The world’s oldest practicing doctor recently celebrated his birthday, turning 100 years old. Dr. Howard Tucker was born on July 10, 1922, in Cleveland. While he has stopped seeing patients, he isn’t officially retired as he spends his time teaching medical residents at St. Vincent Charity Medical Center in Cleveland, Ohio, twice a week.
Tucker lived through contracting COVID-19 – he got it during his 100th birthday celebration from one of his relatives, but he says he recovered quickly and felt fine. In addition to surviving COVID-19, Tucker has also lived through historical events including the Great Depression, World War II, and the fall of the Berlin Wall. Tucker has also yet to be diagnosed with heart disease, cancer, dementia and other major health disorders that people may develop as they age.
Speaking to TODAY, Tucker opened up about his habits and how he’s stayed so fit and healthy throughout the years.
A 100-Year-Old Doctor’s Guide To Living A Long and Healthy Life
“Heredity and family history of longevity is a healthy start. However, it must be supported by moderation of nutrition, alcohol, and happiness.” – Dr. Howard Tucker, Guinness World Records
Speaking to TODAY, Tucker acknowledged the role that genetics can play when it comes to living longer. His mother lived to the age of 84, while his father made it to 96. However, while family history may play a role in the state of your health, it’s not the only way you can protect your health span.
1. Don’t smoke
As a physician, Dr. Howard Tucker has seen first-hand the dire effects of smoking, and that may be why he’s never picked up a cigarette.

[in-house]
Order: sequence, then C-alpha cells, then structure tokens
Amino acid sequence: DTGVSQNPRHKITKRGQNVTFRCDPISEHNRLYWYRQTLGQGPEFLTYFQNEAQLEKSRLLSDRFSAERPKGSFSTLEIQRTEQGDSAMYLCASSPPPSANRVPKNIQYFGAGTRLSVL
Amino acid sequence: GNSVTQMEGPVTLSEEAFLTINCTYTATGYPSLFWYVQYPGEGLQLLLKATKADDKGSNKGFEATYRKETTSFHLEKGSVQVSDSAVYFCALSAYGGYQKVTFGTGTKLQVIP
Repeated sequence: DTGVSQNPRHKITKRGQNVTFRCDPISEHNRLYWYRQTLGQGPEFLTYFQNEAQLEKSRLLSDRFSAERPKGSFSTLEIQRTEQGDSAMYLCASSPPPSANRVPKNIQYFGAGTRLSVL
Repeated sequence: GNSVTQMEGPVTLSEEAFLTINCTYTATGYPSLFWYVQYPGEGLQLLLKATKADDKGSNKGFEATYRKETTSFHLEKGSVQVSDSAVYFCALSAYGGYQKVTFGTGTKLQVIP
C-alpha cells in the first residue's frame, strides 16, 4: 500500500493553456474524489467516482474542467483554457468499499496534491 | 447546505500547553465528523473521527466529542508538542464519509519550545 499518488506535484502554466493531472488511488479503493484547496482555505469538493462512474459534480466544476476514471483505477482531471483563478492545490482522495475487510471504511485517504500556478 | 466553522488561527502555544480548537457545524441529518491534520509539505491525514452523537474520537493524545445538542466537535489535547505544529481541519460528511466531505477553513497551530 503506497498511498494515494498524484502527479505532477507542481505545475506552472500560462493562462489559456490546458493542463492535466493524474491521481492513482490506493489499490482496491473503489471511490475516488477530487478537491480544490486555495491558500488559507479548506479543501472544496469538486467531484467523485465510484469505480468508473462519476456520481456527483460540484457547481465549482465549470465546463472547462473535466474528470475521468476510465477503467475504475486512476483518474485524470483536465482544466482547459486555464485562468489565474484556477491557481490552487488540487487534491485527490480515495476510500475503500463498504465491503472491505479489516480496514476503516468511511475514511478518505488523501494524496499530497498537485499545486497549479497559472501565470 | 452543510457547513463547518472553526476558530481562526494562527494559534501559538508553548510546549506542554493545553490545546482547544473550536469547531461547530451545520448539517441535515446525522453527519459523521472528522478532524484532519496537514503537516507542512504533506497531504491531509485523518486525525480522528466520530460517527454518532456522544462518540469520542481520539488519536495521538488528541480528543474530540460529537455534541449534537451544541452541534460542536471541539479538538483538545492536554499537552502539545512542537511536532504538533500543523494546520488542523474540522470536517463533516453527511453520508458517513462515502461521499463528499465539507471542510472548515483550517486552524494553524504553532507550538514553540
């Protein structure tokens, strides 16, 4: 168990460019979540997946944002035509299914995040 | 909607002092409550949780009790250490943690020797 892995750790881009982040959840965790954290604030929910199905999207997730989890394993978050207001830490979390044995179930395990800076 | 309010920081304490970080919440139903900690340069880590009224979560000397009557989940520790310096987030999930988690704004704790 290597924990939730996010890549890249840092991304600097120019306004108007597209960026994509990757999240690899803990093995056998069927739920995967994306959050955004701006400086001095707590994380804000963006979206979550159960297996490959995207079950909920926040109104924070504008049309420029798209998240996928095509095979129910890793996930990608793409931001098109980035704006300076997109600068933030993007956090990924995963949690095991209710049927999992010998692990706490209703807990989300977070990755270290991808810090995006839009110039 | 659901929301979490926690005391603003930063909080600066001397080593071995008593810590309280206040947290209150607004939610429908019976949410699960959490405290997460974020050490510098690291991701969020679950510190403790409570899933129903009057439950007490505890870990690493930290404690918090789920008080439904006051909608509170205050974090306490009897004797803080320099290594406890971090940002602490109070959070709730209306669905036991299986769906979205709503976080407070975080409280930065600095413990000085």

According to a study published in JAMA Network Open, the mortality rate among current smokers over the age of 65 was three times higher than people who had never smoked. Additionally, while former smokers did have a significantly lower mortality rate than current smokers, their mortality rate was still slightly higher than persons who had never ever smoked.
If you’re a smoker looking to quit the deadly habit, then the Mayo Clinic suggests the following ways to curb your tobacco cravings:
- nicotine replacement therapy (Nicotine patches, gums, and lozenges)
- Avoid triggers that encourage you to smoke, such as parties, bars, or the smoking section at the office
- Try exercising
- Adopt relaxation techniques like meditation and yoga
- Join a support group
2. Drink in moderation
If you’re interested in his drinking habits, Tucker revealed that he drinks alcohol socially and sometimes has a martini on Friday nights. While it would be advisable to stay clear of alcohol, some people enjoy a beverage here and now and there’s nothing wrong with that. However, moderation is the word of the day, and it appears that moderate drinking may help one reach longevity.
A study published in Age Ageing in 2020 set out to see which alcohol consumption habits would increase the probability of one reaching 90 years of age.
According to the findings, the highest chances of one reaching 90 years of age were found in those who consumed 0.5–1.5 glasses of alcohol a day. The study also noted that wine intake was positively associated with higher chances of reaching 90 in women, yet liquor was positively associated with longevity in men and inversely in women.
3. Eat in moderation
You are what you eat and if you eat well, then your body is sure to thank you. Dr. Tucker enjoys everything in moderation.